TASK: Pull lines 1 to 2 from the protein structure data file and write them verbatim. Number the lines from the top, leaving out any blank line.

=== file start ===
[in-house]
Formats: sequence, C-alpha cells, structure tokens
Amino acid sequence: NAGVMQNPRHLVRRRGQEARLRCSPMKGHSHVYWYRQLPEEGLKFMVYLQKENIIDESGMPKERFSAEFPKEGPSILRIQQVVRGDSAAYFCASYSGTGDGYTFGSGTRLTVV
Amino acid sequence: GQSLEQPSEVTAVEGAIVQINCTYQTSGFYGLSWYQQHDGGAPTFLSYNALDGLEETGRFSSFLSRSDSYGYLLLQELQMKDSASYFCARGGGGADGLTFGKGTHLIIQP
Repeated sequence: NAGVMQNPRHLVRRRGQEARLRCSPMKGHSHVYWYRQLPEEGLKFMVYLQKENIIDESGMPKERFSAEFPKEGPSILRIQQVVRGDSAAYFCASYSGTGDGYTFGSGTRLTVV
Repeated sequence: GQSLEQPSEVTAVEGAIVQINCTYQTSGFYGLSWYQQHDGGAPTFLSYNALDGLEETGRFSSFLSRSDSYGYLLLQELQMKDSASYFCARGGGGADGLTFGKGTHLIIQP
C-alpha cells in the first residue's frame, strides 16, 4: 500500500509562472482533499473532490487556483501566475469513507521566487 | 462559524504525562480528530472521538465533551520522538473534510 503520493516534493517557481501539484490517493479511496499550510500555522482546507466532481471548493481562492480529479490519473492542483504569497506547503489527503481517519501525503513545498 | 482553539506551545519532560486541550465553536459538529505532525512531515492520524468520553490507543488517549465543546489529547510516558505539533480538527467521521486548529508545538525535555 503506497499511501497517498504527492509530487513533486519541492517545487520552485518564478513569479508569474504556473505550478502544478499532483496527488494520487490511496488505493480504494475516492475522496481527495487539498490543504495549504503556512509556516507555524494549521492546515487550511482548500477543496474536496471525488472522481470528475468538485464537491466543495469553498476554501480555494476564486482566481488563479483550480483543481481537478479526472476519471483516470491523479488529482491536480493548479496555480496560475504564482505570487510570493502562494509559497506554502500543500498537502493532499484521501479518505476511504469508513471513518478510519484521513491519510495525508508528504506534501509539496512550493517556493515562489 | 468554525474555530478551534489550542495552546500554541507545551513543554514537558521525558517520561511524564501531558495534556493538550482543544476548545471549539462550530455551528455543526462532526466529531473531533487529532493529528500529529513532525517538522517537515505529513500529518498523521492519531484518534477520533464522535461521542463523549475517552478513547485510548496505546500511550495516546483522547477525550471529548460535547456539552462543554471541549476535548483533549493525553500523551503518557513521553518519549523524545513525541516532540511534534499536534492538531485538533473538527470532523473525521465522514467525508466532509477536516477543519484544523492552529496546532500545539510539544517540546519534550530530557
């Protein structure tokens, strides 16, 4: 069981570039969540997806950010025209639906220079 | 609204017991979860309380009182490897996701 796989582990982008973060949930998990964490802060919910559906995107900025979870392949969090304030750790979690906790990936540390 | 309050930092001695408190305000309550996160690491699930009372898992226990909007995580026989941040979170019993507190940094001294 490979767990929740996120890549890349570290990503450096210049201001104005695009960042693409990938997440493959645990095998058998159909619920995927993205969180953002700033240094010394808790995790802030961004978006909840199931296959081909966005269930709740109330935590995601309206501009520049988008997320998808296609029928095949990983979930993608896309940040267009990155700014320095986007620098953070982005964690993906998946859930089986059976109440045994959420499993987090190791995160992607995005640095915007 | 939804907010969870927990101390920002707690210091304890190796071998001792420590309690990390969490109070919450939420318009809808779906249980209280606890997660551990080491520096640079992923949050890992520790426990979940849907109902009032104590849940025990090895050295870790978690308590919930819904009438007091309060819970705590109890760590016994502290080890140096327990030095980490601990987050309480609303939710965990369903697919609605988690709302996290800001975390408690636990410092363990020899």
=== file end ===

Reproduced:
[in-house]
Formats: sequence, C-alpha cells, structure tokens